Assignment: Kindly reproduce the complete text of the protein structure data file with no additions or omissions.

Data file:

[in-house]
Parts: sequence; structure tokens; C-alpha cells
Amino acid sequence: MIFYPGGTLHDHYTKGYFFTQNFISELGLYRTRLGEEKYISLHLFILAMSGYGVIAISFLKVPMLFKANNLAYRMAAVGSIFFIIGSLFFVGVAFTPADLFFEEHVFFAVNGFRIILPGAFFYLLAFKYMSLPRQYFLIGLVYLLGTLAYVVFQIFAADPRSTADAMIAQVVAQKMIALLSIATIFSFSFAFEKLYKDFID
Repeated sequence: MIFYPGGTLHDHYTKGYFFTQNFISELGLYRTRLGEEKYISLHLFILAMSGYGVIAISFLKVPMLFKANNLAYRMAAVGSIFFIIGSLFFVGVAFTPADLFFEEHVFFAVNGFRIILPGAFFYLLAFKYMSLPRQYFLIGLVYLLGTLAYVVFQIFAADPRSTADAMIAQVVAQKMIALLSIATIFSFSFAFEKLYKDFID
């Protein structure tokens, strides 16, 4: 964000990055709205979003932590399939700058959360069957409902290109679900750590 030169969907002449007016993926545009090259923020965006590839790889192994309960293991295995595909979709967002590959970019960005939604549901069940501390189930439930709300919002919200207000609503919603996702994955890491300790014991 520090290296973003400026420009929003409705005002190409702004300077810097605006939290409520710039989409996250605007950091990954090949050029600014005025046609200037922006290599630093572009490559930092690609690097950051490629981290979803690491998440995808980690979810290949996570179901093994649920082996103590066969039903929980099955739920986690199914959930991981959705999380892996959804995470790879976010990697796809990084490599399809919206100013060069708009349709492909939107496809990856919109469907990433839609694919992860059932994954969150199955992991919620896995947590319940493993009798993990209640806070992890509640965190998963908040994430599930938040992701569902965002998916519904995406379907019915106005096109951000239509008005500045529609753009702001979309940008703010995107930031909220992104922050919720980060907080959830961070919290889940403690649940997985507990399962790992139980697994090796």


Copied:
[in-house]
Parts: sequence; structure tokens; C-alpha cells
Amino acid sequence: MIFYPGGTLHDHYTKGYFFTQNFISELGLYRTRLGEEKYISLHLFILAMSGYGVIAISFLKVPMLFKANNLAYRMAAVGSIFFIIGSLFFVGVAFTPADLFFEEHVFFAVNGFRIILPGAFFYLLAFKYMSLPRQYFLIGLVYLLGTLAYVVFQIFAADPRSTADAMIAQVVAQKMIALLSIATIFSFSFAFEKLYKDFID
Repeated sequence: MIFYPGGTLHDHYTKGYFFTQNFISELGLYRTRLGEEKYISLHLFILAMSGYGVIAISFLKVPMLFKANNLAYRMAAVGSIFFIIGSLFFVGVAFTPADLFFEEHVFFAVNGFRIILPGAFFYLLAFKYMSLPRQYFLIGLVYLLGTLAYVVFQIFAADPRSTADAMIAQVVAQKMIALLSIATIFSFSFAFEKLYKDFID
């Protein structure tokens, strides 16, 4: 964000990055709205979003932590399939700058959360069957409902290109679900750590 030169969907002449007016993926545009090259923020965006590839790889192994309960293991295995595909979709967002590959970019960005939604549901069940501390189930439930709300919002919200207000609503919603996702994955890491300790014991 520090290296973003400026420009929003409705005002190409702004300077810097605006939290409520710039989409996250605007950091990954090949050029600014005025046609200037922006290599630093572009490559930092690609690097950051490629981290979803690491998440995808980690979810290949996570179901093994649920082996103590066969039903929980099955739920986690199914959930991981959705999380892996959804995470790879976010990697796809990084490599399809919206100013060069708009349709492909939107496809990856919109469907990433839609694919992860059932994954969150199955992991919620896995947590319940493993009798993990209640806070992890509640965190998963908040994430599930938040992701569902965002998916519904995406379907019915106005096109951000239509008005500045529609753009702001979309940008703010995107930031909220992104922050919720980060907080959830961070919290889940403690649940997985507990399962790992139980697994090796």